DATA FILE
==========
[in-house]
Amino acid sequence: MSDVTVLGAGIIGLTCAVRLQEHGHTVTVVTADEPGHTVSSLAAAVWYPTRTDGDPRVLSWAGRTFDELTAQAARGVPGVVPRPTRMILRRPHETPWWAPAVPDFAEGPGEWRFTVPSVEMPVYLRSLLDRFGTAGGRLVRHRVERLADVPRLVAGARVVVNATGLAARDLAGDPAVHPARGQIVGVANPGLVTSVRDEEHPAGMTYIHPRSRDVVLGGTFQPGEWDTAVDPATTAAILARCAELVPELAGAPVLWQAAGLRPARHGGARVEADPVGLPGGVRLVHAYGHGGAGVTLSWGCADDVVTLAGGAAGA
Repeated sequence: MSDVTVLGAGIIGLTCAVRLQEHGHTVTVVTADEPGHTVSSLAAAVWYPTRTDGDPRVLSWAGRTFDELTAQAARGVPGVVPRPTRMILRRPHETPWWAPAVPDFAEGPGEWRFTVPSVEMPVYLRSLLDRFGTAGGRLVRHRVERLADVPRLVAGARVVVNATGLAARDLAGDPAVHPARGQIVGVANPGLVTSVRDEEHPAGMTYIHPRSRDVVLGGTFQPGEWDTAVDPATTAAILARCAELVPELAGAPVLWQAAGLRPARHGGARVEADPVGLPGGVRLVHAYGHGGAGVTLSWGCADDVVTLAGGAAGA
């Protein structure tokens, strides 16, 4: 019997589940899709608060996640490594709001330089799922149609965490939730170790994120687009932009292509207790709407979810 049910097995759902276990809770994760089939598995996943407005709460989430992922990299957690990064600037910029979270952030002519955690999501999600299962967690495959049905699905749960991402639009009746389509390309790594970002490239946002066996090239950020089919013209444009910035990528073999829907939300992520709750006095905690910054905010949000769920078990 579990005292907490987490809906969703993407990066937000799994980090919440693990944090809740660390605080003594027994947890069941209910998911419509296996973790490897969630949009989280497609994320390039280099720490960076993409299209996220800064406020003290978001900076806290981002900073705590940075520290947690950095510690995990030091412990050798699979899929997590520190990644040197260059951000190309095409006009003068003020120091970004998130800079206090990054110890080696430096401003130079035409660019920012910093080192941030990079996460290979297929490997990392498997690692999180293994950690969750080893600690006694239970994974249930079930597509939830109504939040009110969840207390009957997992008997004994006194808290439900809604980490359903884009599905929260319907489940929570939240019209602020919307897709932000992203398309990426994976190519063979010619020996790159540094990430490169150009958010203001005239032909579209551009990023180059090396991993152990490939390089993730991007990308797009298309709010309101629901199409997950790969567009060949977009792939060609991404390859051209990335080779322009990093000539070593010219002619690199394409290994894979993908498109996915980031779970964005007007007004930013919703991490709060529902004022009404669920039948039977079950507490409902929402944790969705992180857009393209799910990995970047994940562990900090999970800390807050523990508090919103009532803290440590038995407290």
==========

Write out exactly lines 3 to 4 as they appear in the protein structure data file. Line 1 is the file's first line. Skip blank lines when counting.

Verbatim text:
Repeated sequence: MSDVTVLGAGIIGLTCAVRLQEHGHTVTVVTADEPGHTVSSLAAAVWYPTRTDGDPRVLSWAGRTFDELTAQAARGVPGVVPRPTRMILRRPHETPWWAPAVPDFAEGPGEWRFTVPSVEMPVYLRSLLDRFGTAGGRLVRHRVERLADVPRLVAGARVVVNATGLAARDLAGDPAVHPARGQIVGVANPGLVTSVRDEEHPAGMTYIHPRSRDVVLGGTFQPGEWDTAVDPATTAAILARCAELVPELAGAPVLWQAAGLRPARHGGARVEADPVGLPGGVRLVHAYGHGGAGVTLSWGCADDVVTLAGGAAGA
């Protein structure tokens, strides 16, 4: 019997589940899709608060996640490594709001330089799922149609965490939730170790994120687009932009292509207790709407979810 049910097995759902276990809770994760089939598995996943407005709460989430992922990299957690990064600037910029979270952030002519955690999501999600299962967690495959049905699905749960991402639009009746389509390309790594970002490239946002066996090239950020089919013209444009910035990528073999829907939300992520709750006095905690910054905010949000769920078990 579990005292907490987490809906969703993407990066937000799994980090919440693990944090809740660390605080003594027994947890069941209910998911419509296996973790490897969630949009989280497609994320390039280099720490960076993409299209996220800064406020003290978001900076806290981002900073705590940075520290947690950095510690995990030091412990050798699979899929997590520190990644040197260059951000190309095409006009003068003020120091970004998130800079206090990054110890080696430096401003130079035409660019920012910093080192941030990079996460290979297929490997990392498997690692999180293994950690969750080893600690006694239970994974249930079930597509939830109504939040009110969840207390009957997992008997004994006194808290439900809604980490359903884009599905929260319907489940929570939240019209602020919307897709932000992203398309990426994976190519063979010619020996790159540094990430490169150009958010203001005239032909579209551009990023180059090396991993152990490939390089993730991007990308797009298309709010309101629901199409997950790969567009060949977009792939060609991404390859051209990335080779322009990093000539070593010219002619690199394409290994894979993908498109996915980031779970964005007007007004930013919703991490709060529902004022009404669920039948039977079950507490409902929402944790969705992180857009393209799910990995970047994940562990900090999970800390807050523990508090919103009532803290440590038995407290």